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April 17th, 2009:

EPA Applies Clean Air Act To Greenhouse Gas Emissions

By John Timmer – Ars Technica | Last updated April 17, 2009

Two years after a Supreme Court decision ordering the EPA to decide how to approach greenhouse gas emissions under the Clean Air Act, the Agency has finally issued proposed findings that the gasses endanger public health, and that emissions from automobiles contribute to this form of pollution.

In a decision that was two years in the making, the Environmental Protection Agency announced Friday that it had reached preliminary findings that six greenhouse gasses endangered public welfare and that motor vehicles contribute to the environmental levels of four of these. The decision was required by the Clean Air Act, as determined by the US Supreme Court, but the Agency responded to the Bush-era decision with an extended period of inaction. The EPA is soliciting public feedback for the next 60 days, and will hold two public hearings before finalizing the decision.

The origins of the decision trace back several years, when a group of environmental organizations sued the EPA, contending that the Clean Air Act (specifically, section 202(a) of the Act) required the Agency to regulate the emissions of greenhouse gasses by automobiles. The statute reads in part, “The [EPA] Administrator shall by regulation prescribe (and from time to time revise)… standards applicable to the emission of any air pollutant from any class or classes of new motor vehicles or new motor vehicle engines, which in [her] judgment cause, or contribute to, air pollution which may reasonably be anticipated to endanger public health or welfare.”

The EPA declined to do so on procedural grounds, providing a variety of arguments that it claimed obviated any need for its action. For example, one of its justifications was that automotive greenhouse gas emissions are proportional to fuel efficiency, which is regulated by the Department of Transportation. This, in the EPA’s view, meant that it was off the hook when it came to regulating emissions.

That suit was ultimately joined by several states (and opposed by others); appeals eventually brought it before the Supreme Court. The Court reached a decision just over two years ago, finding that greenhouse gasses clearly fit the Clean Air Act’s definition of pollutants, meaning that the EPA was compelled to either regulate them or explain why they weren’t actually in need of regulation. That decision was released just over two years ago.

It put the Bush administration in an awkward place. At the time, its policy as enunciated by Interior Secretary Dirk Kempthorne, was that existing regulatory statues were inappropriate for application to greenhouse gasses (Kempthorne specifically mentioned both the Clean Air and Endangered Species Acts). Instead, the Administration wanted to see separate legislation passed to manage them separately, although (or, more likely, because) passage of any legislation of the sort was considered extremely unlikely.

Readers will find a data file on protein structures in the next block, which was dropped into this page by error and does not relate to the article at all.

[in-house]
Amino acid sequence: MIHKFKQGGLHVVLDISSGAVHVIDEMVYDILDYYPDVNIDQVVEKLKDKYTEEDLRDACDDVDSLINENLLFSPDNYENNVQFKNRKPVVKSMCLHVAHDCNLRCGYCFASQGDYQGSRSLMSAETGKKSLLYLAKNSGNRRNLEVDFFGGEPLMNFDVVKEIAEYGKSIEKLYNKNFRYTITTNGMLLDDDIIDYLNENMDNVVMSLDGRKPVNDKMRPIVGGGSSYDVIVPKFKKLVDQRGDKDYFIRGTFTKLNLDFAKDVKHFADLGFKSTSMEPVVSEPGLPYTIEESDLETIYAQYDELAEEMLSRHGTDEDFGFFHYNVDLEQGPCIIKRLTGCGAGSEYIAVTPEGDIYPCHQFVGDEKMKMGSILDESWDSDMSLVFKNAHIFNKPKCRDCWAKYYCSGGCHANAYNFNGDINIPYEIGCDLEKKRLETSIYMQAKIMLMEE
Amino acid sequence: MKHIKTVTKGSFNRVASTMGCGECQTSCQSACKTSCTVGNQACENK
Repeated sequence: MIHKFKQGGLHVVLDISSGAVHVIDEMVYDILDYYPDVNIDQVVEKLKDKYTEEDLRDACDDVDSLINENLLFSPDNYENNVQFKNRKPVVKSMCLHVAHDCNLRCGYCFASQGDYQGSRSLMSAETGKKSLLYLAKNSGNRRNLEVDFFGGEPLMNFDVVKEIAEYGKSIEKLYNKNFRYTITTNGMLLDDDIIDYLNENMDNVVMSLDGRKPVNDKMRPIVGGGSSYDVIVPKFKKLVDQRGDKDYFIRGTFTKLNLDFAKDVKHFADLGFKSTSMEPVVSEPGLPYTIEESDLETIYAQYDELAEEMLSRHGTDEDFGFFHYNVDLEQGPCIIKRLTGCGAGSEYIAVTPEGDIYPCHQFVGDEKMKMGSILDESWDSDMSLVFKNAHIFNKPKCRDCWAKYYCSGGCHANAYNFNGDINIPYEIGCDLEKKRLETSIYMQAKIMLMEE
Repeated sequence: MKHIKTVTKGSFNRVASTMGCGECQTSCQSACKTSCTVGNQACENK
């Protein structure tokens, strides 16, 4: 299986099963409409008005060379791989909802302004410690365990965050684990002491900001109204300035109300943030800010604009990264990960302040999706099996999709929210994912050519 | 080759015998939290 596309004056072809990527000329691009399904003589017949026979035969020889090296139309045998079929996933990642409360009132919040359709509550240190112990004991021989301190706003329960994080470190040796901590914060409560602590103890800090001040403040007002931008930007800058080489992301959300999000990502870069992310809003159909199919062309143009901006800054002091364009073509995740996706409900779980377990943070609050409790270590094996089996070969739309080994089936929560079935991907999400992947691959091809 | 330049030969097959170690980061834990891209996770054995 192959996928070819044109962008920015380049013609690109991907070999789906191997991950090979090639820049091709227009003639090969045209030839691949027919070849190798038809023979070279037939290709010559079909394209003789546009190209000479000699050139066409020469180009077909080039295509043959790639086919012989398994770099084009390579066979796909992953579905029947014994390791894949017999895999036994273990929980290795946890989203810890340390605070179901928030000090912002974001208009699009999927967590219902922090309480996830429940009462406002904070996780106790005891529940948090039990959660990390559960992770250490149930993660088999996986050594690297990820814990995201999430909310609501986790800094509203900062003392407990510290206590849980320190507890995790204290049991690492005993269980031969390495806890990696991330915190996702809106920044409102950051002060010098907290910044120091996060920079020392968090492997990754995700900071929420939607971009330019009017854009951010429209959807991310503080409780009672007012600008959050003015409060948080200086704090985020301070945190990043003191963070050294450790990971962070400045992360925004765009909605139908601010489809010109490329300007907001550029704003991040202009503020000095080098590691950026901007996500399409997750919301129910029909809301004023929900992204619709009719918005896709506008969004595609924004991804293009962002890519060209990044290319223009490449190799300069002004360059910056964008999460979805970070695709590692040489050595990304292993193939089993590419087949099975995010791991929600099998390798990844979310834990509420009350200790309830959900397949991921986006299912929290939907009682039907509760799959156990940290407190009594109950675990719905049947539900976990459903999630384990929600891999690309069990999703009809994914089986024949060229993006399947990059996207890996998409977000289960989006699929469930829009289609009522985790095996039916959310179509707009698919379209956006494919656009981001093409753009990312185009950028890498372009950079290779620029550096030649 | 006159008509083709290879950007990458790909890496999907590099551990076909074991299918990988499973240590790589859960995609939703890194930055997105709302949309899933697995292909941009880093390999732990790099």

At the time, we suggested that the EPA would declare its intention to respond to the decision by formulating rules using a process that would not be complete before Bush left office. Others suggested it find new statutory reasons to shirk this responsibility—current EPA administrator Lisa Jackson, in announcing this decision, noted that this advice was never accompanied by any indication of whether any such statutory reason actually existed. In the end, the Bush-era EPA simply did nothing. Although press reports indicated that the Agency’s science staff prepared a statement that declared greenhouse gasses to be pollutants under the Clean Air Act, the EPA never acted on it, or showed any indication it would respond to the Supreme Court’s decision.

The newly released draft findings are basically a bow to both the Supreme Court and the government’s own Climate Change Science Program. In the document, the EPA identifies six key anthropogenic greenhouse gasses: carbon dioxide, methane, nitrous oxide, hydrofluorocarbons, perfluorocarbons, and sulfur hexafluoride. It lists a host of environmental and health impacts associated with greenhouse forcing of the climate, such as rising sea levels, changes in precipitation patterns and associated water shortages, extensive tree die-offs and forest fires, extended heatwaves, and intense precipitation events. For anyone who doesn’t buy the scientific community’s general agreement that greenhouse gasses can force the climate, the document mentions the ocean acidification caused by increases in atmospheric carbon dioxide.

With the endangerment finding out of the way, the EPA moved on to the “cause and contribute” finding, recognizing that emissions from the US’ transportation sources are a major contributor of anthropogenic greenhouse gasses. In fact, the proposed findings note, the US transportation sector alone would place fifth on the global emissions list, after the rest of the US, China, Russia, and India.

The proposed findings do not include any regulatory decisions; instead, they simply bring the EPA into compliance with the Supreme Court decision and establish a baseline from which regulatory decisions can be made. Chances are good that someone is going to sue over these findings, as well as any rules that do eventually emerge. Instead, these findings are likely to provide a spur to what the Bush administration claimed it always wanted: a distinct legislative framework for regulating greenhouse gasses. A number of bills that would provide this framework have been introduced to Congress, but progress has been slow and they face significant opposition. If there is one thing that’s likely to spur Congressional action on this matter, it’s the threat that the decision might be taken out of its hands.